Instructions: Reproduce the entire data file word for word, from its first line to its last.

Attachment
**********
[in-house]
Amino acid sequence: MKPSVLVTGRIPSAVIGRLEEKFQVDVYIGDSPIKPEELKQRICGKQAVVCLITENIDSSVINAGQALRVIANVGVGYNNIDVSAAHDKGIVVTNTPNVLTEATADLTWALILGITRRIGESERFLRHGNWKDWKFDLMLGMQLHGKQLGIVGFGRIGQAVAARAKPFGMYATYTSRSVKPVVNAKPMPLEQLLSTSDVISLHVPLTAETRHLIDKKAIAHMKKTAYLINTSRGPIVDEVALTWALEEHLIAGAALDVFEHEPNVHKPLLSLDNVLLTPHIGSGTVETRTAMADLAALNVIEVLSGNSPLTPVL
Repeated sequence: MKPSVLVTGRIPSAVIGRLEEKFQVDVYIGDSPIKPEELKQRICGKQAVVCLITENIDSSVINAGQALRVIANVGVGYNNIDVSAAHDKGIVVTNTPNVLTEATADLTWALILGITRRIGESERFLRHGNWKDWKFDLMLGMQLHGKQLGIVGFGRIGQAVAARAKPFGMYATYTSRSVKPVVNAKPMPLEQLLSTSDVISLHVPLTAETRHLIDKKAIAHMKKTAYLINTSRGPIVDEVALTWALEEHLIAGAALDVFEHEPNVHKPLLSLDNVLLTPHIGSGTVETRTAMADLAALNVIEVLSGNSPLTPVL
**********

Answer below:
[in-house]
Amino acid sequence: MKPSVLVTGRIPSAVIGRLEEKFQVDVYIGDSPIKPEELKQRICGKQAVVCLITENIDSSVINAGQALRVIANVGVGYNNIDVSAAHDKGIVVTNTPNVLTEATADLTWALILGITRRIGESERFLRHGNWKDWKFDLMLGMQLHGKQLGIVGFGRIGQAVAARAKPFGMYATYTSRSVKPVVNAKPMPLEQLLSTSDVISLHVPLTAETRHLIDKKAIAHMKKTAYLINTSRGPIVDEVALTWALEEHLIAGAALDVFEHEPNVHKPLLSLDNVLLTPHIGSGTVETRTAMADLAALNVIEVLSGNSPLTPVL
Repeated sequence: MKPSVLVTGRIPSAVIGRLEEKFQVDVYIGDSPIKPEELKQRICGKQAVVCLITENIDSSVINAGQALRVIANVGVGYNNIDVSAAHDKGIVVTNTPNVLTEATADLTWALILGITRRIGESERFLRHGNWKDWKFDLMLGMQLHGKQLGIVGFGRIGQAVAARAKPFGMYATYTSRSVKPVVNAKPMPLEQLLSTSDVISLHVPLTAETRHLIDKKAIAHMKKTAYLINTSRGPIVDEVALTWALEEHLIAGAALDVFEHEPNVHKPLLSLDNVLLTPHIGSGTVETRTAMADLAALNVIEVLSGNSPLTPVL